UK Visit Visa: How Does My Travel Experience Count?

Feature Article UK Visit Visa: How Does My Travel Experience Count?
AUG 24, 2016 LISTEN

Alice has recently received an invitation letter to participate in a 5-day conference in Oxford, UK. Alice’s employers have stated that they will pay for the full cost of her trip. Alice has made previous visits to Germany, South Korea, Dubai and South Africa. She visited Germany in 2014. She was also recently refused a German visa in December, 2015.

On her UK Visa Application Form (VAF) Alice has been invited to respond to this question: “Have you travelled outside your country of residence, excluding the UK, in the last 10 years?” Alice answers “yes” and writes down Germany, South Korea, Dubai, and South Africa. To what extent would Alice’s previous travels to these countries count in assessing her intentions for the visa?

What are the rules on travel history?
Under UK immigration rules, “travel history” is a pattern of travel that shows that an applicant has made previous visits to certain countries. These are the UK, USA, Canada, Australia, New Zealand, Ireland, Schengen countries or Switzerland. Examples of Schengen countries are Germany, France, Italy, Portugal, etc.

A pattern of travel to any of these countries may indicate that an applicant is a genuine visitor. However travel history is not the only consideration in assessing an applicant’s intentions. The ECO must consider all relevant information including any social and economic factors of the applicant.

How will the ECO assess Alice’s travel history?

The Rules use the term “a pattern of travel”. A “pattern” denotes “order”, “systematic”, “sequence”, etc. To qualify as travel history there must be a sequence to the travel. Alice previously travelled to Germany in 2014. Germany is a Schengen country and therefore a listed country. However, a previous single travel to the Germany is not a pattern of travel and may not qualify as travel history under the Rules.

The facts further show that Alice was recently refused a German visa in December, 2015. Under the Rules, the ECO may not consider travel history if there has been a change in circumstances since the previous visit. Thus even if the ECO was minded to consider Alice’s single visit, her recent visa refusal may cause him or her to discount the previous visit in Alice’s favour.

Previous visits to countries other than those listed.

The facts show that Alice has also made previous visits to South Korea, Dubai and South Africa. The countries listed under the Rules are the UK, USA, Canada, Australia, New Zealand, Ireland, Schengen countries or Switzerland. Clearly, South Korea, Dubai and South Africa are not among the listed countries. Therefore, a pattern of travel to countries other than the ones listed may generally not count as evidence of travel history. Alice therefore cannot rely on her previous travels to those countries as evidence of her travel history; no matter the number of previous travels she may have made.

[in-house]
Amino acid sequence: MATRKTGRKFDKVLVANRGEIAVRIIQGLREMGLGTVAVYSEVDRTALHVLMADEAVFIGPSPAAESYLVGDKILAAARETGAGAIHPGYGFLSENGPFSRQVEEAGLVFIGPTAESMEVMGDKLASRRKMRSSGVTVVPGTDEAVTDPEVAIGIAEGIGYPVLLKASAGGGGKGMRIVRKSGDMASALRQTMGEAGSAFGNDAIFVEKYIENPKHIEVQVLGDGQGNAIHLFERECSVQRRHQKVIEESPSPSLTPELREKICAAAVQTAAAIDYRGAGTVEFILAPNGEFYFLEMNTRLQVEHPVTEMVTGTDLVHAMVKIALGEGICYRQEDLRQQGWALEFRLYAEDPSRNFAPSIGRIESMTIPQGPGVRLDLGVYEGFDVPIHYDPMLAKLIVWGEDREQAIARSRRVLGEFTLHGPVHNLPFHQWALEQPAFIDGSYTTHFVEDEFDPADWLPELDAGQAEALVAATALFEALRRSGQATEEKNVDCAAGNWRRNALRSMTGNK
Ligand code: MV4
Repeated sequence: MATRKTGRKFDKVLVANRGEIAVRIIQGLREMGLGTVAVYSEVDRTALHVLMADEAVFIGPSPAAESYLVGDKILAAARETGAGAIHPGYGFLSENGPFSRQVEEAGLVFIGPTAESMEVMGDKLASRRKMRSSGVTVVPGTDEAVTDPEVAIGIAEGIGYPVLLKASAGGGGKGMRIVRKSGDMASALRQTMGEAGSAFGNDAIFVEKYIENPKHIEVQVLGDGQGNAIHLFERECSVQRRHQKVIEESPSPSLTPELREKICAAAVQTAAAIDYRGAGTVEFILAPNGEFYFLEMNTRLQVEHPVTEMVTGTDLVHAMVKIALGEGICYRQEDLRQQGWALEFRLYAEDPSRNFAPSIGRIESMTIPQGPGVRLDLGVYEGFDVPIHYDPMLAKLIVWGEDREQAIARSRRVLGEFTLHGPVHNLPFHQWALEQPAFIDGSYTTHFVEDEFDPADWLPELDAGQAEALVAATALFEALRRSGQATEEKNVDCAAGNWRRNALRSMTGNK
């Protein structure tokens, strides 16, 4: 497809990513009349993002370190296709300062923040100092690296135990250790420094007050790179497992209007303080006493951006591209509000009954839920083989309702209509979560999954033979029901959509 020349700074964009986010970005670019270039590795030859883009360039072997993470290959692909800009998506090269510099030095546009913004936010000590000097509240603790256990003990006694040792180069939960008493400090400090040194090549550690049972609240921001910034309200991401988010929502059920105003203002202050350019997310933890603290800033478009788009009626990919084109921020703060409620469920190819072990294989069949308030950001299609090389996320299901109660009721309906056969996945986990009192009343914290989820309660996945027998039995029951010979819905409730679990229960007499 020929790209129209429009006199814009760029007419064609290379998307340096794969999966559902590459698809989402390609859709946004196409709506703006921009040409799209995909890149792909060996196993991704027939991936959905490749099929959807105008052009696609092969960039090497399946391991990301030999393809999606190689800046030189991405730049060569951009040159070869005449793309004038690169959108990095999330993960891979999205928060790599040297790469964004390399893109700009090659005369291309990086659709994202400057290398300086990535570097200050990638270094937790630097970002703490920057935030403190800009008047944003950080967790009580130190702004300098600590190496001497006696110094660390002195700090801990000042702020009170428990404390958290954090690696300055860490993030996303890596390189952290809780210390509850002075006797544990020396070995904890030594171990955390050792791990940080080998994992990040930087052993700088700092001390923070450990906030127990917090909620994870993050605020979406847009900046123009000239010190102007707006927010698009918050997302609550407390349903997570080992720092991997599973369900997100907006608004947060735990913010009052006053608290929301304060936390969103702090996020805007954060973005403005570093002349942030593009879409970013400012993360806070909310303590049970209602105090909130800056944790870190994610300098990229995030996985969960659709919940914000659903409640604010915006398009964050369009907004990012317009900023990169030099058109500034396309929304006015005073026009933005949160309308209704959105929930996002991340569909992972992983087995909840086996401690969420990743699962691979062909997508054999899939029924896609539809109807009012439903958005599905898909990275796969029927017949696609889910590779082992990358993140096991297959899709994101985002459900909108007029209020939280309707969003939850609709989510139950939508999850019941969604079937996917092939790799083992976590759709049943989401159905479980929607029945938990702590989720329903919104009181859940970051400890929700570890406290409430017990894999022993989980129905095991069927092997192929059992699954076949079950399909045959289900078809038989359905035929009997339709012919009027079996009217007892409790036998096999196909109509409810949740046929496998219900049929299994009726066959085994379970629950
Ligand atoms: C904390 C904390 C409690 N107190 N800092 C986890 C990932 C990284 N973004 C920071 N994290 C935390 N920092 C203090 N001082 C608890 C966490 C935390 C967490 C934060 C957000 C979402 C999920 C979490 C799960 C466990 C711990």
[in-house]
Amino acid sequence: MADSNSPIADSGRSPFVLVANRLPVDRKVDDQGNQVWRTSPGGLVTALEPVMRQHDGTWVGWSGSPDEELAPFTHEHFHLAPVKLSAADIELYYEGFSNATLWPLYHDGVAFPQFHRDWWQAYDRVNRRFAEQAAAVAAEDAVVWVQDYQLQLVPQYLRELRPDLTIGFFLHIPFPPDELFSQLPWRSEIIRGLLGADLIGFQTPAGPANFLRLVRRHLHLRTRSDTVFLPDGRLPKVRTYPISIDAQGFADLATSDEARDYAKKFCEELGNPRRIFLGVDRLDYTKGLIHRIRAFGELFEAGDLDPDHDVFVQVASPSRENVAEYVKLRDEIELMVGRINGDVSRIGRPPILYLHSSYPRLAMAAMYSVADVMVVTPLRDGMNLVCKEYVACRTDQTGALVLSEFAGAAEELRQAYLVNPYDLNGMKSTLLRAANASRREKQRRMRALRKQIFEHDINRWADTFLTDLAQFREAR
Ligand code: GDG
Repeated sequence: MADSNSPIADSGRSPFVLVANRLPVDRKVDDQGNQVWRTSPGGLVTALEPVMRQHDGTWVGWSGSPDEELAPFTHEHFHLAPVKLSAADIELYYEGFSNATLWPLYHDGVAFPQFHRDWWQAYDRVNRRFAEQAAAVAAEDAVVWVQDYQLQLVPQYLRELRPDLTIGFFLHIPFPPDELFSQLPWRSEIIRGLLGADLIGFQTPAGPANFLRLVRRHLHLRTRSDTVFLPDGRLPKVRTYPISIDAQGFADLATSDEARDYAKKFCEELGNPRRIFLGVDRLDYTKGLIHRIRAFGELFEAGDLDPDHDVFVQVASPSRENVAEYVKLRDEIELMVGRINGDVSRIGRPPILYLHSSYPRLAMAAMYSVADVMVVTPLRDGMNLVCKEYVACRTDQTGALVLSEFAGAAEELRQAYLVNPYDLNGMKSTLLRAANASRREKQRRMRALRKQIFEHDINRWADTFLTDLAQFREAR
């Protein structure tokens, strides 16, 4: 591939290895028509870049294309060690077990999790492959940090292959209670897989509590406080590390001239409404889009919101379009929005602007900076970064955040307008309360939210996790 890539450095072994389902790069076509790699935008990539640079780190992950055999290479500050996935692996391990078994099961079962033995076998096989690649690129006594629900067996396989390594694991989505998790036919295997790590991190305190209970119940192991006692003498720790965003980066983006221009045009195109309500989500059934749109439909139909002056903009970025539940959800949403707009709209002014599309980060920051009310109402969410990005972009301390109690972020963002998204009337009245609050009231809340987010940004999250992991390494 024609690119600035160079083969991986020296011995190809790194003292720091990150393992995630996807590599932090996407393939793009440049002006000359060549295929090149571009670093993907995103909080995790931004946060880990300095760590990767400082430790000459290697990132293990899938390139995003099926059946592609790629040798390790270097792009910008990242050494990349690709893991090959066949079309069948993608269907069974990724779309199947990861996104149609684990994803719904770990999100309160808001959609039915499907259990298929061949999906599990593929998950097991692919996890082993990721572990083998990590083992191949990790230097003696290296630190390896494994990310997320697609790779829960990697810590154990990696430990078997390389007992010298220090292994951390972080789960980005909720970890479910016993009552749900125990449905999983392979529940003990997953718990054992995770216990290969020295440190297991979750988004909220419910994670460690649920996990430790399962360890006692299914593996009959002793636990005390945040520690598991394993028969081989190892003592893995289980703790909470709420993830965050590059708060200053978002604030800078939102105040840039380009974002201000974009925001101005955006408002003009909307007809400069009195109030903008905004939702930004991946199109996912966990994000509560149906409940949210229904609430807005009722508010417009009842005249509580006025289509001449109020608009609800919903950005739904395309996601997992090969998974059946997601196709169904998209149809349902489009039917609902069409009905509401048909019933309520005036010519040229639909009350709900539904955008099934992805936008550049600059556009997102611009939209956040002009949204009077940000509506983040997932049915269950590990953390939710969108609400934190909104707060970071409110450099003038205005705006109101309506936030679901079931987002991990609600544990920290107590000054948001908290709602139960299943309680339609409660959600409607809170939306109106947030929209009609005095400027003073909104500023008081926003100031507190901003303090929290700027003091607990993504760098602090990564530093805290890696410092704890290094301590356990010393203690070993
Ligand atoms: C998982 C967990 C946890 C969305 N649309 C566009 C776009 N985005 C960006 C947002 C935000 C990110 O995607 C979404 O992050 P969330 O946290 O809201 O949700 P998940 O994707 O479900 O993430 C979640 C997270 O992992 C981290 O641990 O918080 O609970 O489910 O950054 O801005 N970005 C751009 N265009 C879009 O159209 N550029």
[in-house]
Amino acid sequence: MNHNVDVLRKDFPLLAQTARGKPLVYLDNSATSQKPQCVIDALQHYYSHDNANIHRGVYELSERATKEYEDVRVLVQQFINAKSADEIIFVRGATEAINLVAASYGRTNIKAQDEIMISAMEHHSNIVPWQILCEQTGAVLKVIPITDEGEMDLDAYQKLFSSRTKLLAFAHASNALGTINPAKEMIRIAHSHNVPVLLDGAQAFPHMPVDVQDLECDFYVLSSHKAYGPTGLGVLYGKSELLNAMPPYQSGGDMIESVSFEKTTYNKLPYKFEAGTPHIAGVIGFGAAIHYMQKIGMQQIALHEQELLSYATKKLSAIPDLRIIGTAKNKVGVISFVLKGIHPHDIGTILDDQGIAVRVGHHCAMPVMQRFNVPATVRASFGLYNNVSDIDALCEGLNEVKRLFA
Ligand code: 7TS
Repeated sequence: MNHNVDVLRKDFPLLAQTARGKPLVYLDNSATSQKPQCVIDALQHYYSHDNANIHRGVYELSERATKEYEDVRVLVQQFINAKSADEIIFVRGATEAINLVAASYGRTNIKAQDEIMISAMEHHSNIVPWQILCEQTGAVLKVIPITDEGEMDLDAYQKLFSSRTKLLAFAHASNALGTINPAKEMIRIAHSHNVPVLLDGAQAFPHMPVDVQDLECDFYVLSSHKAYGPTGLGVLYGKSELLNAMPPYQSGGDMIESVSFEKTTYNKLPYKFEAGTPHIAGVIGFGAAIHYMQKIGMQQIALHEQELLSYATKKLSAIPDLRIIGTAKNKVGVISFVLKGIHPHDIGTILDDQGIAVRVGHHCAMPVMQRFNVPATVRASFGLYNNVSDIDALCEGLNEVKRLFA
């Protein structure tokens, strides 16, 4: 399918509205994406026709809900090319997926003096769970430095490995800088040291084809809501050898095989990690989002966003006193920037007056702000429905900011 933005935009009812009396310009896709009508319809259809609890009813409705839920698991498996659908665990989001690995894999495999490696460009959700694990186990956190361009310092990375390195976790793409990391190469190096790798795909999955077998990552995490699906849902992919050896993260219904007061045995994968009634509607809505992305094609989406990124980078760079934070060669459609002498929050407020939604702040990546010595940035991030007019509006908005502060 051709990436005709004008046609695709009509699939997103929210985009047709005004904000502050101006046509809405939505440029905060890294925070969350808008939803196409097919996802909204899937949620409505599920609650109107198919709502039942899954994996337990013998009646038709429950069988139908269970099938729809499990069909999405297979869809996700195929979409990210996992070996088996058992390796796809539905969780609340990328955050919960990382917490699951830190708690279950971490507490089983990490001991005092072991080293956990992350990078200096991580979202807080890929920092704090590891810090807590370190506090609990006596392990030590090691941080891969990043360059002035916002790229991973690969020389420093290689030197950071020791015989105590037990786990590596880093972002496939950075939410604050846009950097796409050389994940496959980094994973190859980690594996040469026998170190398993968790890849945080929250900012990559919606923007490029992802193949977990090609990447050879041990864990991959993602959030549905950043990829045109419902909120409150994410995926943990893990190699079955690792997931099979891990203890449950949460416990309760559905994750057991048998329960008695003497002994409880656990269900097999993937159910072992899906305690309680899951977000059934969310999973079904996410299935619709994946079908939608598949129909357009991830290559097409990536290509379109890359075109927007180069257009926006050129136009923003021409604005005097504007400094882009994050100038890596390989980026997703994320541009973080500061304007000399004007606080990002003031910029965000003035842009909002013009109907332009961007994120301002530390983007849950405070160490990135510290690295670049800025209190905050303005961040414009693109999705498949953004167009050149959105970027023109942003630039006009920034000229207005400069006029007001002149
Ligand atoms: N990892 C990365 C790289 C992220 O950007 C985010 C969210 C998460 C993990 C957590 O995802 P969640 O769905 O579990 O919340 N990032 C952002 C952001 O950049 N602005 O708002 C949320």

What if Alice had evidence of travel history?

If Alice had made previous visits to say, the UK, Germany France and Australia that would count as evidence of travel history. However, travel history is only a part of all the evidence the ECO will consider. The ECO cannot rely only on travel history as the sole basis in assessing Alice’s intentions but must consider it in conjunction with her social and economic ties.

For example, if the ECO made a finding on the evidence that Alice’s employer did not have sufficient means to pay for Alice’s visit; this would be a factor the ECO will take into account in assessing Alice’s overall intention for the visa.

Travel history may be taken into account in assessing your intentions for a visa. It is however not a sole criterion. The ECO may take account of your travel history, in addition to your social and economic factors in determining whether you are a genuine visitor. For example, if the ECO has concerns with your economic circumstances, they may refuse your application despite your travel history.

By Emmanuel Opoku Acheampong
Disclaimer: This article only provides general information and guidance on UK immigration law. The specific facts that apply to your matter may make the outcome different than would be anticipated by you. The writer will not accept any liability for any claims or inconvenience as a result of the use of this information. The writer is an immigration law advisor and a practicing law attorney in Ghana. He advises on U.S., UK, and Schengen immigration law. He works for Acheampong & Associates Ltd, an immigration law firm in Accra. He may be contacted on [email protected]

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